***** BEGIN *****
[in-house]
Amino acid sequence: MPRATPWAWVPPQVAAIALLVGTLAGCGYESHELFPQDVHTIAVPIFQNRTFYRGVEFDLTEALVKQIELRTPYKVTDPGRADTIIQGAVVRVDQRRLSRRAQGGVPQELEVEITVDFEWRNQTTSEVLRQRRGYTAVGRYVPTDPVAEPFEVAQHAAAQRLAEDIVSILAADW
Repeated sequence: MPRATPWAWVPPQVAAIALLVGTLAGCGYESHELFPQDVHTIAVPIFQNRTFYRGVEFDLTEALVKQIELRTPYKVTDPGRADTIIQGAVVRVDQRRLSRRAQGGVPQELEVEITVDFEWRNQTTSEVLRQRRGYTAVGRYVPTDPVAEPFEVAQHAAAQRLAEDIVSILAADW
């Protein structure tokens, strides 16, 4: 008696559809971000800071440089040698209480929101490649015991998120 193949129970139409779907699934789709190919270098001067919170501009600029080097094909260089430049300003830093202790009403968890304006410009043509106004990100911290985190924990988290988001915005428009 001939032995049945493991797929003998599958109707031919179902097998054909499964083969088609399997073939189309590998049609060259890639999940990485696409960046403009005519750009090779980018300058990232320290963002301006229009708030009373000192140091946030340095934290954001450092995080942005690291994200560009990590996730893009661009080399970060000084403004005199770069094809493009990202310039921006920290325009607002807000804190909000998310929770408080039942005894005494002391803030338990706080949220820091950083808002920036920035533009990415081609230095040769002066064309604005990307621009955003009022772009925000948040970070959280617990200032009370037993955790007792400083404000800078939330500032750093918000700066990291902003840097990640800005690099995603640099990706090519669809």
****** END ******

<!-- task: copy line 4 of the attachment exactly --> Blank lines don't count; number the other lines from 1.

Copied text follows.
């Protein structure tokens, strides 16, 4: 008696559809971000800071440089040698209480929101490649015991998120 193949129970139409779907699934789709190919270098001067919170501009600029080097094909260089430049300003830093202790009403968890304006410009043509106004990100911290985190924990988290988001915005428009 001939032995049945493991797929003998599958109707031919179902097998054909499964083969088609399997073939189309590998049609060259890639999940990485696409960046403009005519750009090779980018300058990232320290963002301006229009708030009373000192140091946030340095934290954001450092995080942005690291994200560009990590996730893009661009080399970060000084403004005199770069094809493009990202310039921006920290325009607002807000804190909000998310929770408080039942005894005494002391803030338990706080949220820091950083808002920036920035533009990415081609230095040769002066064309604005990307621009955003009022772009925000948040970070959280617990200032009370037993955790007792400083404000800078939330500032750093918000700066990291902003840097990640800005690099995603640099990706090519669809």